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April 28, 2020

Food For Progress takes meat-free brand Oumph to Dutch market

Food For Progress, the Sweden-based meat-free products firm, has added another market to the roster of countries selling flagship brand Oumph.

By Dean Best

Food For Progress, the Sweden-based meat-free products firm, has added another market to the roster of countries selling flagship brand Oumph.

Dutch retailer Jumbo has agreed to list three Oumph products, including the pulled-pork alternative Pulled Oumph. The listing sees the Netherlands join the Nordic countries, the UK and Ireland in stocking Oumph products.

“We have seen a high demand from Dutch consumers, so it is very good timing to be launching in the Netherlands. We find that the Netherlands is one of the most progressive countries in Europe for plant-based foods, and we see a great potential there,” Henrik Åkerman, the chief marketing officer for Oumph, told just-food.

Food For Progress was formed in 2014 by Anders Wallerman and Anna-Kajsa Lidell. Wallerman is the son of the family behind Ecab Invest, a business set up 30 years ago in meat production.

Lidell was an entrepreneur who had developed a brand called Beat, using beans to create vegan products. Wallerman had already started supplying non-meat products but the two decided to work together on a business eschewing the use of animals and focusing instead on plant-based food.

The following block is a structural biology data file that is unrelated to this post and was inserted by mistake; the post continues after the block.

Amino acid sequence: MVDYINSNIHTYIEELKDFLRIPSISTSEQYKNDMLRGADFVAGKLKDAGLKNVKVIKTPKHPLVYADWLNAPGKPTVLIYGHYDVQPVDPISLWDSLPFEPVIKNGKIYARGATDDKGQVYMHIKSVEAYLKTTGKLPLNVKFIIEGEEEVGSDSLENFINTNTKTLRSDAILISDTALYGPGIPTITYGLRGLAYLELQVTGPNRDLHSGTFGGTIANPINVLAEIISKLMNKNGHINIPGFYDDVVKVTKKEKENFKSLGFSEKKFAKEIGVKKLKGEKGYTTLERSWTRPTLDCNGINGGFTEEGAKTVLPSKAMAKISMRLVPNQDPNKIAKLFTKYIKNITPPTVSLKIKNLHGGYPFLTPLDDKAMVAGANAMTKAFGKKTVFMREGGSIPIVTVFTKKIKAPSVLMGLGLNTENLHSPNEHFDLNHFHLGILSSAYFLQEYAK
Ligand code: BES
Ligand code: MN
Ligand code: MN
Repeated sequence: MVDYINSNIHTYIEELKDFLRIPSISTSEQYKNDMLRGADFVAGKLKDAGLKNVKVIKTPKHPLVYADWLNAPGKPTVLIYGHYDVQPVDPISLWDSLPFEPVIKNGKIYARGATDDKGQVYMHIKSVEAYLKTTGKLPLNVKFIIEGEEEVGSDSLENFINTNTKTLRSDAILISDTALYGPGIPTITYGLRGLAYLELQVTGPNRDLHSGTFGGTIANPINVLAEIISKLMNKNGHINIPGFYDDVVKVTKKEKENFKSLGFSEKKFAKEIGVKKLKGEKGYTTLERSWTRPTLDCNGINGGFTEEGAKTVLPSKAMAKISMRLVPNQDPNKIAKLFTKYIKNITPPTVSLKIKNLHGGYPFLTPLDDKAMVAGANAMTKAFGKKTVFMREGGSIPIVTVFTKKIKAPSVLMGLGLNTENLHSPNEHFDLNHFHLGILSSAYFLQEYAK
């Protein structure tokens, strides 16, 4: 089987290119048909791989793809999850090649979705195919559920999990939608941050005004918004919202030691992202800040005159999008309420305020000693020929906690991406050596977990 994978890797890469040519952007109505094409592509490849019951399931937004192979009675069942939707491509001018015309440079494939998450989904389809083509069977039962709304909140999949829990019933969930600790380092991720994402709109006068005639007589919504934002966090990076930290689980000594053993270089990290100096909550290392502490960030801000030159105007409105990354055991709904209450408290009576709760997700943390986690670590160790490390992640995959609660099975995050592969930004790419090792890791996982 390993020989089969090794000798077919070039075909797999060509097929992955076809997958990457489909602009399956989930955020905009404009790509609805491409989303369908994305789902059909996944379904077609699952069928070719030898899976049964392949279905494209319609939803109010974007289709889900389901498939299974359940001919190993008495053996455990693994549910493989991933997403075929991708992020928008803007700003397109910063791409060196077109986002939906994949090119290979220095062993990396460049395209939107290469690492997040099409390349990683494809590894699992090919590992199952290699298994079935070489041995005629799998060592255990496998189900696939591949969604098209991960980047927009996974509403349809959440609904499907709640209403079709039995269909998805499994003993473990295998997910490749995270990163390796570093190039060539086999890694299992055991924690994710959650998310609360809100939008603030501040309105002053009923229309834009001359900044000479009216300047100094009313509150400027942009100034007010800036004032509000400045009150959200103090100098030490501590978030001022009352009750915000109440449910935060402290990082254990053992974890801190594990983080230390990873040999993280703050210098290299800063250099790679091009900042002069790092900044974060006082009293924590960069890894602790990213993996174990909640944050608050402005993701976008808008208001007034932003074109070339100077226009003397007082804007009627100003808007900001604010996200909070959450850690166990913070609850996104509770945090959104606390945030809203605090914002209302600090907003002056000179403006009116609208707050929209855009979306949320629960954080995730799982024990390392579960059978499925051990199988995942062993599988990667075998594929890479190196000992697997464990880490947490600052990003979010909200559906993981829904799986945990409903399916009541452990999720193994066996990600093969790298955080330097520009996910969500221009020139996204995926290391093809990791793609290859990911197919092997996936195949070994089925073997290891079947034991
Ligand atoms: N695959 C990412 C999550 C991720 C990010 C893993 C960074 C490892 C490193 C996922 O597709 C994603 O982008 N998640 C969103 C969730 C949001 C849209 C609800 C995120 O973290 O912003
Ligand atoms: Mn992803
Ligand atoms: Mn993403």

Food For Progress has steadily built its business through selling to retail and foodservice outlets. Asked what effects the Covid-19 pandemic has had on the company’s sales, Åkerman echoed many of his peers in the industry, pointing to a boost in retail sales and the obvious fall in foodservice business as government lockdowns saw the channel almost entirely shut down in a number of markets.

“As expected, we have seen a major shift in sales per channel. Especially in the beginning, significantly increased retail sales compensated [for] the declining product demand in foodservice,” Åkerman said.

“The retail uplift was mainly based on both the increasing shift towards in-home eating as well as some hoarding behaviour where consumers made sure to stock-up food supplies. Now that sales levels are stabilising, we see positive net effects in markets where we have a strong retail presence, e.g. the UK, and adverse net effects wherever our share of foodservice is high, e.g. Sweden.”

He added: “By being fast and agile in our production planning and by implementing extra shifts we have managed to meet the fast-changing demand patterns. Overall, we are satisfied with our start into 2020.” 

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